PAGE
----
Kosovo will keep its 100 percent tariffs on Serbian goods until Belgrade recognizes Pristina, Prime Minister Ramush Haradinaj said Monday, defying calls by the European Union and United States for the tariffs to be abolished.
Last month Haradinaj’s government raised tariffs on locally-produced Serbian and Bosnian goods to 100 percent from 10 percent because Belgrade blocked Kosovo’s membership of Interpol.
The decision effectively halted trade between the two states and was criticized by EU and U.S. officials.
“The tariffs of 100 percent for the goods on Serbia and Bosnia are to protect national security and sovereignty,” Haradinaj wrote on his Facebook page after meeting EU’s Commissioner Johannes Hahn in Pristina.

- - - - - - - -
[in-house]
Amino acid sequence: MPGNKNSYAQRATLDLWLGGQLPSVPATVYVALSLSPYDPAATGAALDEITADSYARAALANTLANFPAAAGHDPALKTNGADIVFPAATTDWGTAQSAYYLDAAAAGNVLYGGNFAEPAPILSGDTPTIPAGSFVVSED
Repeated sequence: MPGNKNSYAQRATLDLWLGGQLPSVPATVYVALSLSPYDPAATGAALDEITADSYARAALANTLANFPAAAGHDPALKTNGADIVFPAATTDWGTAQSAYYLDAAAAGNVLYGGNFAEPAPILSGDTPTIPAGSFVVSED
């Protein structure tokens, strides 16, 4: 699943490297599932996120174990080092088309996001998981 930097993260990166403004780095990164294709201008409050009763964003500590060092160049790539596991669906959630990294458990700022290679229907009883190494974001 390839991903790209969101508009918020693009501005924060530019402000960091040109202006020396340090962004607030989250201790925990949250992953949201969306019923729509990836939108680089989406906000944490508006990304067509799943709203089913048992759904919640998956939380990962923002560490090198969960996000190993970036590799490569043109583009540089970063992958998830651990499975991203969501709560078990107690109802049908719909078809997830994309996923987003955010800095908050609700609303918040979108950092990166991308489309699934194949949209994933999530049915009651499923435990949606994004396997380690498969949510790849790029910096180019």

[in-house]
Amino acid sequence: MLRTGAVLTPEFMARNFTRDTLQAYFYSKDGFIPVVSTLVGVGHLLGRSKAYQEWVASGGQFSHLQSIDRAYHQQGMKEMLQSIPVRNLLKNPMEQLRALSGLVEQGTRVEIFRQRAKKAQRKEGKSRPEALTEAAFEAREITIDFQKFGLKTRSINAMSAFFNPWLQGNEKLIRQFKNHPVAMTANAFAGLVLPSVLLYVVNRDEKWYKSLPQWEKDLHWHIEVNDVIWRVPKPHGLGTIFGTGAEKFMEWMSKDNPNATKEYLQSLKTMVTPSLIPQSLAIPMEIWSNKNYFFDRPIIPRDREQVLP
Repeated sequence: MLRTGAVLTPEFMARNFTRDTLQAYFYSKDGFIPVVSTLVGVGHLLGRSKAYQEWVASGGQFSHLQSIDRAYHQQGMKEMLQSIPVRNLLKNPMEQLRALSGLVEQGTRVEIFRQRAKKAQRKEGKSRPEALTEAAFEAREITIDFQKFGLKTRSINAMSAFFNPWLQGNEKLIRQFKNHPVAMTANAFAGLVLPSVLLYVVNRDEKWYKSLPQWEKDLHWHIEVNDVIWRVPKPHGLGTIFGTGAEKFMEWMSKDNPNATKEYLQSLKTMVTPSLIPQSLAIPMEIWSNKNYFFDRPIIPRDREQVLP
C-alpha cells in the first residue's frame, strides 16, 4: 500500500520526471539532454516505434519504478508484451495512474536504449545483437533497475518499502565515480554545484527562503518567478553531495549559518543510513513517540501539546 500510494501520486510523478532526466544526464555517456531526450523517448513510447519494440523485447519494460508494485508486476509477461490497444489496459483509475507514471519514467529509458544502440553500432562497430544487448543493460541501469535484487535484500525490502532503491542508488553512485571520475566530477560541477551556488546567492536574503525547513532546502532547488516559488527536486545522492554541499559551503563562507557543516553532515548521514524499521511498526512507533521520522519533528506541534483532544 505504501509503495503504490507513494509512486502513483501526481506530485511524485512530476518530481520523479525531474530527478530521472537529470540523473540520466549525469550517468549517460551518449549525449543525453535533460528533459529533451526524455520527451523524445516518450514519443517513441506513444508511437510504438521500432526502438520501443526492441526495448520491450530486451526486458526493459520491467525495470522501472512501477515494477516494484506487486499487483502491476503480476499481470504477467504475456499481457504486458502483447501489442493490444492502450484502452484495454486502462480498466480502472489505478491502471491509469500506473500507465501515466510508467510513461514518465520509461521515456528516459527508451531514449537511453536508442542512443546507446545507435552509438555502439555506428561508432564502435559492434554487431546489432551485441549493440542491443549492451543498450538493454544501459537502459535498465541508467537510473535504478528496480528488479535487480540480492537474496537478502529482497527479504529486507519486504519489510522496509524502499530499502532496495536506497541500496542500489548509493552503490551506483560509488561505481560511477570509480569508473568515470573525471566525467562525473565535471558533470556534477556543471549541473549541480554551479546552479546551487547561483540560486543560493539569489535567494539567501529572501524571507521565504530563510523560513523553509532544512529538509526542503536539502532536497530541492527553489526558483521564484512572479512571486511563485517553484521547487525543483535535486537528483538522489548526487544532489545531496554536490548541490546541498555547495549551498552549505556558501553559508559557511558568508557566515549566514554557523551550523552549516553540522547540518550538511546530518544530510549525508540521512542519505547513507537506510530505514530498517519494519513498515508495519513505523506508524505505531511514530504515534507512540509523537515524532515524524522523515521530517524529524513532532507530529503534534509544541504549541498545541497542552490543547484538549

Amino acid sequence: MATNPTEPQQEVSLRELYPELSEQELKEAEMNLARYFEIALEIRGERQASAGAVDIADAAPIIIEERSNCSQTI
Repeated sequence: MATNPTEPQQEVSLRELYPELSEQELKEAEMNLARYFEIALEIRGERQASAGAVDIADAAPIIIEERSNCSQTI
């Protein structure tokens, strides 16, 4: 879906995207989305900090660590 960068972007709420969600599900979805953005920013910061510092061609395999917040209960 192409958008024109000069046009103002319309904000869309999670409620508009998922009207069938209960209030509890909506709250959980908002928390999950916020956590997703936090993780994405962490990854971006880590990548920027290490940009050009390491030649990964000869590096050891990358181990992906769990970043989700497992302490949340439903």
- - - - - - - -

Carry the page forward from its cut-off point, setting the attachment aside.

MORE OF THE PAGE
Serbian President Aleksandar Vucic said in a statement Pristina’s measures would lead to the destabilization of the region. He added that there would be no counter measures.
Improved relations is key to the efforts of both Serbia and Kosovo to join the European Union. Both countries agreed to a Brussels-sponsored dialogue in 2013, but little progress has been made. On Monday, Hahn met Vucic in Belgrade.
Kosovo’s mostly ethnic Albanian population declared independence from Serbia in 2008, a decade after a NATO bombing campaign to end the killing of Albanian civilians by Serb forces during a two-year insurgency.
It is now recognized by more than 110 nations but not by Serbia, Russia or five EU states. Belgrade and Moscow have blocked Kosovo from joining the United Nations.
According to official figures, Serbia’s exports to Kosovo amounted to 450 million euros, while imports amounted to 48 million euros.